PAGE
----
12 Tips for Conducting a Job Search Fire Drill

How to Navigate to a Soft Landing When Faced with a Layoff

Conducting a “Job Search Fire Drill” necessitated by a layoff may seem especially daunting. More and more people are finding themselves sounding the alarm due to the state of the economy. Being laid-off has almost become a right of passage in some industries. Through my own experience and observing friends and colleagues, I discovered some best practices that are especially helpful in navigating to a soft landing in a new position. Let’s walk through a fictional case study drawn from these combined experiences that outlines an emergency escape route if you are faced with your own job search fire drill.

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1) Don’t Stick Your Head in the Sand.

Sandy saw the signs.  She worked for a Fortune 500 company and business was down.  The industry was mature and consolidating.  It was clear that the company was tightening its belt and hunkering down to weather the economic storm.  Sandy heard in the news that her company may in fact be the target of a takeover by another firm.  That’s when she took the time to update her resume.  Fast forward 2 months.  Sandy went home a little later than usual one evening when a surprising meeting invitation appeared with her manager and HR representative early the following morning.  Sandy heard through the grapevine about a number of these meetings being scheduled.  She tried to contact her manager but he didn’t respond — very unusual.  She knew something major would be going down in the morning. 

 

Sandy walked into the meeting with her manager.  The HR representative was already seated.  He wasted no time.  “I’m afraid I have some bad news.  Your position has been eliminated”.  He proceeded to talk Sandy through the details.  She would have a short, fixed amount of time to find another opportunity internally.  If she failed to secure a new position, her employment would be terminated and she would receive a modest severance package.  Sandy was naturally upset by this turn of events and left the office immediately.  She stopped at a bakery and indulged in a big, fat decadent cupcake while sitting on a bench outside to reflect on the situation.  After about an hour, she knew it was time to pull it together and get to work.  She returned home to strategize, mobilize her network, and figure out a path to a new role.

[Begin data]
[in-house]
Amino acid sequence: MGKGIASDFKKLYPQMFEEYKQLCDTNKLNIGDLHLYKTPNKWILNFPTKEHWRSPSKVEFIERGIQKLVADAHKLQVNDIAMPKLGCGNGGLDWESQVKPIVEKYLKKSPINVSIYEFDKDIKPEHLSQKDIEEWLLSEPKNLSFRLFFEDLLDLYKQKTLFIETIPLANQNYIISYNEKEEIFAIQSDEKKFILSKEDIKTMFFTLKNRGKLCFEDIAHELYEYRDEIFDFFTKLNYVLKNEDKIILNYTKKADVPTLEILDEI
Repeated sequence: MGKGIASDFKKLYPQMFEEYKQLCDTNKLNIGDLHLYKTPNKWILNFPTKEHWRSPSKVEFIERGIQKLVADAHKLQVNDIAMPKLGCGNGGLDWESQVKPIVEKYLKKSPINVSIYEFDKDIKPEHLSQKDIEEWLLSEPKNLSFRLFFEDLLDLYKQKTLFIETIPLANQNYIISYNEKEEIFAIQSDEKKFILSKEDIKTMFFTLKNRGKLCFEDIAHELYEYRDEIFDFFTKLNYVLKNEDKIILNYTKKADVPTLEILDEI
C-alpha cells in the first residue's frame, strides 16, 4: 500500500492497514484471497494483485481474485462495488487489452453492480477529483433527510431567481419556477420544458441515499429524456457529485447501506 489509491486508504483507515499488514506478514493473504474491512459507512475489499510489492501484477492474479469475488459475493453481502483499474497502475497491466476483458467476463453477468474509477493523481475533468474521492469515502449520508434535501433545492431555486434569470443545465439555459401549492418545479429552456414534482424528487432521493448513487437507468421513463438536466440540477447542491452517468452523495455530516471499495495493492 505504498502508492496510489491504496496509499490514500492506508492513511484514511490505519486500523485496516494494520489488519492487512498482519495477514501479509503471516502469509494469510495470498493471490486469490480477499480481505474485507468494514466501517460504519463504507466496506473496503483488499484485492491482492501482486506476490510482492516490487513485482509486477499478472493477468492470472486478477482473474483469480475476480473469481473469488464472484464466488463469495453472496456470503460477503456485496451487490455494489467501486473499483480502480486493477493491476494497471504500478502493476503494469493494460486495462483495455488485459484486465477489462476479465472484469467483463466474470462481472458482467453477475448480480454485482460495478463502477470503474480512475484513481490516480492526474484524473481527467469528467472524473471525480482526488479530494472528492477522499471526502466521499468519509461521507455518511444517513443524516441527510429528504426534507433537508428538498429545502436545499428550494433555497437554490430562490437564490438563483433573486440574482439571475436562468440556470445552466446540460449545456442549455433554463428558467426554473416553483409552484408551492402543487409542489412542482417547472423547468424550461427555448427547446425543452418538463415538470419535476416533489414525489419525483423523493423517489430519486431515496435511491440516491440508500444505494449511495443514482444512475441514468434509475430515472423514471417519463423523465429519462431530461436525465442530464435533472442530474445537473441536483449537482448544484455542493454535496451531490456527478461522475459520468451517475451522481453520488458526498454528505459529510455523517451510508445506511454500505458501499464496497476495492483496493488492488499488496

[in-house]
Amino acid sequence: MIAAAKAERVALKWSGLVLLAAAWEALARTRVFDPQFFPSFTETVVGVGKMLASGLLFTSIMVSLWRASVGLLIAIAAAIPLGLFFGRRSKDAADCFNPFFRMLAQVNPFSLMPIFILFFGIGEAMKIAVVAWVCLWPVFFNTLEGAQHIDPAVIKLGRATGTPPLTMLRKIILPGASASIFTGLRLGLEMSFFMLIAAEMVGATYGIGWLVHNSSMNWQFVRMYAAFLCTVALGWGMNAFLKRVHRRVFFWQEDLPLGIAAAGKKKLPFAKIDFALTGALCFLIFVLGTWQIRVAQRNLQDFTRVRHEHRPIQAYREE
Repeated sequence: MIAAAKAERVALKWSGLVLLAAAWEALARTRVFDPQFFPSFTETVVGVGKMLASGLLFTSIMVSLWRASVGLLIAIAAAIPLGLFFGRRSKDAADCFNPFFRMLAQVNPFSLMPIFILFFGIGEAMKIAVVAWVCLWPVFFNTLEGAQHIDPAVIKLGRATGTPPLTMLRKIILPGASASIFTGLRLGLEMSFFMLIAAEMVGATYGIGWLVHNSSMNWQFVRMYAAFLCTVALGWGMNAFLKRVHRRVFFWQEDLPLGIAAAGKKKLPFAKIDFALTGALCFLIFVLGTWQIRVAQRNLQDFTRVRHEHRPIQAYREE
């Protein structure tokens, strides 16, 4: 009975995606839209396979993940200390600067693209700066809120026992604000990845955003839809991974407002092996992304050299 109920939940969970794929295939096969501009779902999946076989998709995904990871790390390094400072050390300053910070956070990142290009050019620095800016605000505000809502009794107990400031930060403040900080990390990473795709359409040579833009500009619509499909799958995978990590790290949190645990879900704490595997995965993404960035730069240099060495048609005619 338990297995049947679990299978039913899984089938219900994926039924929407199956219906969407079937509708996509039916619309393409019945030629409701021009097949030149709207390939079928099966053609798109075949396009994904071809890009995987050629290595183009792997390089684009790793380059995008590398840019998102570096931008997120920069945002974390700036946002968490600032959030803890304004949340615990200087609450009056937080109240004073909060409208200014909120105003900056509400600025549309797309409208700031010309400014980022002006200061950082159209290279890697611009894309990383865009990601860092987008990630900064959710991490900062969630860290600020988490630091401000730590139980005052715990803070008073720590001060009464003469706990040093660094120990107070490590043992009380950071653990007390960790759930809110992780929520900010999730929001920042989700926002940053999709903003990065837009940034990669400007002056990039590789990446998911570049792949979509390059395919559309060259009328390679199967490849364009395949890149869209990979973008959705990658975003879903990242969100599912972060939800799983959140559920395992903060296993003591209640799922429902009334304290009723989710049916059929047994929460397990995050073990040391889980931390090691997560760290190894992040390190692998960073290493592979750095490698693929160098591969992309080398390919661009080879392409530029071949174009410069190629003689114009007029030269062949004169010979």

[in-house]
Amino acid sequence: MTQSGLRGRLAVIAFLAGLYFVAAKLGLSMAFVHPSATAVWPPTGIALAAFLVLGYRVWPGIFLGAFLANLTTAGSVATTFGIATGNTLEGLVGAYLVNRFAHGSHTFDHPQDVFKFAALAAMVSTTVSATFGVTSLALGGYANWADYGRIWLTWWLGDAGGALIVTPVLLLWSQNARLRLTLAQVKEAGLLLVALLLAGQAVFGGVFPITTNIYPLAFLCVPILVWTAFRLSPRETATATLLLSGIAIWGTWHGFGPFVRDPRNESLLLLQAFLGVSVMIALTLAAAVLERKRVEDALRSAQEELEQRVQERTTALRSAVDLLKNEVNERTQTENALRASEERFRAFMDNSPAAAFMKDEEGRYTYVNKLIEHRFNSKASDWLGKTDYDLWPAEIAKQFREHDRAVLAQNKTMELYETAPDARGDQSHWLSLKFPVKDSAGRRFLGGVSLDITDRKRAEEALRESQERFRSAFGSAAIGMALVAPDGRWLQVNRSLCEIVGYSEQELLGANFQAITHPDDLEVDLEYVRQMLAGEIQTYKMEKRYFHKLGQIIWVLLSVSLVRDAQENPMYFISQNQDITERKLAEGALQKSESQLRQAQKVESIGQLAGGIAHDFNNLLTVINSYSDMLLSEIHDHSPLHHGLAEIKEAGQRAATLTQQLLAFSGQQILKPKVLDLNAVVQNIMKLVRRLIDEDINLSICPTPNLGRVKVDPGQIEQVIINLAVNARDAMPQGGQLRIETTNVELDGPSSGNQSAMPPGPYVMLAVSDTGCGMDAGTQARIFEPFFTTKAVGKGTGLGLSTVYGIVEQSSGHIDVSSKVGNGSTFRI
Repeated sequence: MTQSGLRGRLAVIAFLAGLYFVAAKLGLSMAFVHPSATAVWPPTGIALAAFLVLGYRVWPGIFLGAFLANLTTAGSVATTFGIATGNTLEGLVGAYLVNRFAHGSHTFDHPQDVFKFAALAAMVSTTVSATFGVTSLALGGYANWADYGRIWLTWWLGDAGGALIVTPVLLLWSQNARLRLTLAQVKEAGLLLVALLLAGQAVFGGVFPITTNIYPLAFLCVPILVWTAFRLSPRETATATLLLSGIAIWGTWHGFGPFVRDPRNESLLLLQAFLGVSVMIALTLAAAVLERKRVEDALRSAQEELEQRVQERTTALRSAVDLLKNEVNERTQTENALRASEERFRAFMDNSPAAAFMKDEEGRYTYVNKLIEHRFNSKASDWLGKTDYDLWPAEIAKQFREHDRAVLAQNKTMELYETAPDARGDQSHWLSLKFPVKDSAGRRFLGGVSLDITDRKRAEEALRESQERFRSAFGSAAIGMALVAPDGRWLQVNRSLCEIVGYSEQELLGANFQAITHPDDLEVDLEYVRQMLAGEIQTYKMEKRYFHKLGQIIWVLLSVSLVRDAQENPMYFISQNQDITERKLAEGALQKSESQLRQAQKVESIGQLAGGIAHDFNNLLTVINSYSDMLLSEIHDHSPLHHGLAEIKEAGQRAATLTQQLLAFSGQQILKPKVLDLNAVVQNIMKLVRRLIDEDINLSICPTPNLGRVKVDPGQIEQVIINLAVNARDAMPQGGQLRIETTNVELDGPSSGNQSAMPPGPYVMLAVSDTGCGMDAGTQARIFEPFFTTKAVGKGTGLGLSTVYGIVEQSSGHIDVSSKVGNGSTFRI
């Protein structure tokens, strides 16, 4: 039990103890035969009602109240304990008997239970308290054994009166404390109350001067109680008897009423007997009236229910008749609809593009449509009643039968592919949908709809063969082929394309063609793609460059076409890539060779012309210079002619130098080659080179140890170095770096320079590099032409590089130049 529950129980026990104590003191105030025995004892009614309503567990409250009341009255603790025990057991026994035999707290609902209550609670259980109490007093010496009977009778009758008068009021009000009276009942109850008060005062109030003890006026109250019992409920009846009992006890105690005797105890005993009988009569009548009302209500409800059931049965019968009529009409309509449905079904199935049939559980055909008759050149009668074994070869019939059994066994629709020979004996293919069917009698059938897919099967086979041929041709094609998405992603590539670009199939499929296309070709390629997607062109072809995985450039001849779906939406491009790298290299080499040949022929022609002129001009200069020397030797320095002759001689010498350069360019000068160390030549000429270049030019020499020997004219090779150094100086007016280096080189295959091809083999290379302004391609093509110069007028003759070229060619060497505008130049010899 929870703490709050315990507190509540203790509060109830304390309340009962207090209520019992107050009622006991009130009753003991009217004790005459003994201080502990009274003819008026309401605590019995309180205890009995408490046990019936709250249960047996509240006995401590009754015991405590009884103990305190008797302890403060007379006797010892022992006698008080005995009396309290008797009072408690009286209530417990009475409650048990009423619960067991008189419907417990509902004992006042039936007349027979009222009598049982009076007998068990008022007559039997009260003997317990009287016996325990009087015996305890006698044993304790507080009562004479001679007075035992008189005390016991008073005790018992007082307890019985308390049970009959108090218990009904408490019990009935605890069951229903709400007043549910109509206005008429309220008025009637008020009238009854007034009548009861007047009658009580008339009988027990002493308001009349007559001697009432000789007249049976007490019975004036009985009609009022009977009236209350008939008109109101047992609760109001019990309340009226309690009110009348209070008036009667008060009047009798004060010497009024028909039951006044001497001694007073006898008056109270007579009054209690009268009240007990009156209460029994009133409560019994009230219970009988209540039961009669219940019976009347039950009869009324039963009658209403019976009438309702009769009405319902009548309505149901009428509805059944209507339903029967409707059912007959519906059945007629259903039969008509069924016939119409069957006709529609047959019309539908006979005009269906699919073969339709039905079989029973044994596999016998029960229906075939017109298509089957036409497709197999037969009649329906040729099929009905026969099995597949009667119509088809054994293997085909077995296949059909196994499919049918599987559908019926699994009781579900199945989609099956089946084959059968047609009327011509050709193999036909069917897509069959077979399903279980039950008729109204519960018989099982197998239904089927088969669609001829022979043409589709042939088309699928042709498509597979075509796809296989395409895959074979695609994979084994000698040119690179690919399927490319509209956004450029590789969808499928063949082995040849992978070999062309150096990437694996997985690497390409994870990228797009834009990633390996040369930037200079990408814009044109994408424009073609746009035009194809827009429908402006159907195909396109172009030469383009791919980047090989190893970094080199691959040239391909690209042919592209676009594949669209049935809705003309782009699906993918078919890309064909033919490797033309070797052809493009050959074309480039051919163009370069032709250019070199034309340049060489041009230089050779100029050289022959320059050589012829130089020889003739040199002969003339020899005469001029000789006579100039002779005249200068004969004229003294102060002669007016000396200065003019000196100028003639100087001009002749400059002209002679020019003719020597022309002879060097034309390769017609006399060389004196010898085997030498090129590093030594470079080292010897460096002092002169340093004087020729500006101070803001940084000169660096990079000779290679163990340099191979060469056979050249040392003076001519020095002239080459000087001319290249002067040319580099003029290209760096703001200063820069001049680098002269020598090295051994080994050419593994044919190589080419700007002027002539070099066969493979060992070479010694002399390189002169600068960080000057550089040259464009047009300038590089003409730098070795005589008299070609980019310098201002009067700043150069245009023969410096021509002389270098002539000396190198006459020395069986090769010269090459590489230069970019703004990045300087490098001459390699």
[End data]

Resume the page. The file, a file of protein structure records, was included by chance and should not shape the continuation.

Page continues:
2) Get the Word Out – Sound the Alarm Far and Wide.  

There was a meeting scheduled the day after the job eliminations were announced to discuss the situation with a broader set of employees.  Sandy knew that it was important to hear how the organization was framing the job eliminations and see if there were any tidbits she could glean to help her find a new role in her current company.  She listened to the meeting by teleconference in an out-of-the-way corner of the office with two other colleagues.  The message was pretty emotional.  The executive leading the meeting asked that employees respect the privacy of those that had been impacted.  Sandy decided at that moment that she was going to take a very transparent approach to the situation she was in.  It was essential to get the word out, not hide behind a deflated ego or be embarrassed that her position was eliminated.  The more people she told, the more eyes and ears would be on the lookout for her.  She told the two others at the meeting about her situation.  She knew one person slightly and the other she hadn’t met before.  Both offered to help.  She asked if she could send them her resume as a reference in case they learned of any suitable opportunities.  They told her to send it over and she followed-up that afternoon by email.  In the spirit of getting the word out, she also put a link to her online resume in her instant message status bar.  

 

3) Develop Your Messaging.  

Sandy had never been in a situation like this before and felt self-conscious.  She thought that some people would naturally think that she did something wrong to end up in the position she was in.  They would assume she’d been a poor performer.   That wasn’t Sandy’s case and that isn’t the case for many others impacted by the struggling economy.  She felt that it was important to be able to concisely explain what happened and come up with messaging to combat any perceived negative connotations.   She crafted a message to stop those impressions in their tracks:  “My position was recently eliminated.  I have always been rated a strong performer at my company, I just got caught in the wrong place at the wrong time.”  She felt better and assured that no one would have any lingering doubts about her performance.  In time, the words rolled off her tongue with ease.

 

4) Craft a Personal Branding Statement.  

Sandy knew that she needed to come up with a powerful statement to grab people’s attention and convey the skills she possessed.  She found it helpful to talk to colleagues and get their perspectives on her key strengths and value proposition.  Sandy’s educational background was in the sciences but she transitioned into a customer-facing technical service role a few years back.  She recognized that she had developed some fantastic transferable skills during this time, specifically involving program, project, and relationship management.  She expected that these skills would make her more marketable to a wide range of employers.  She crafted the following statement to sum-up her background and experiences:  “I am a highly analytical scientist with exceptional program and relationship management skills”.  The language works well in email or face-to-face conversations and she felt her confidence grow just saying that.  

 

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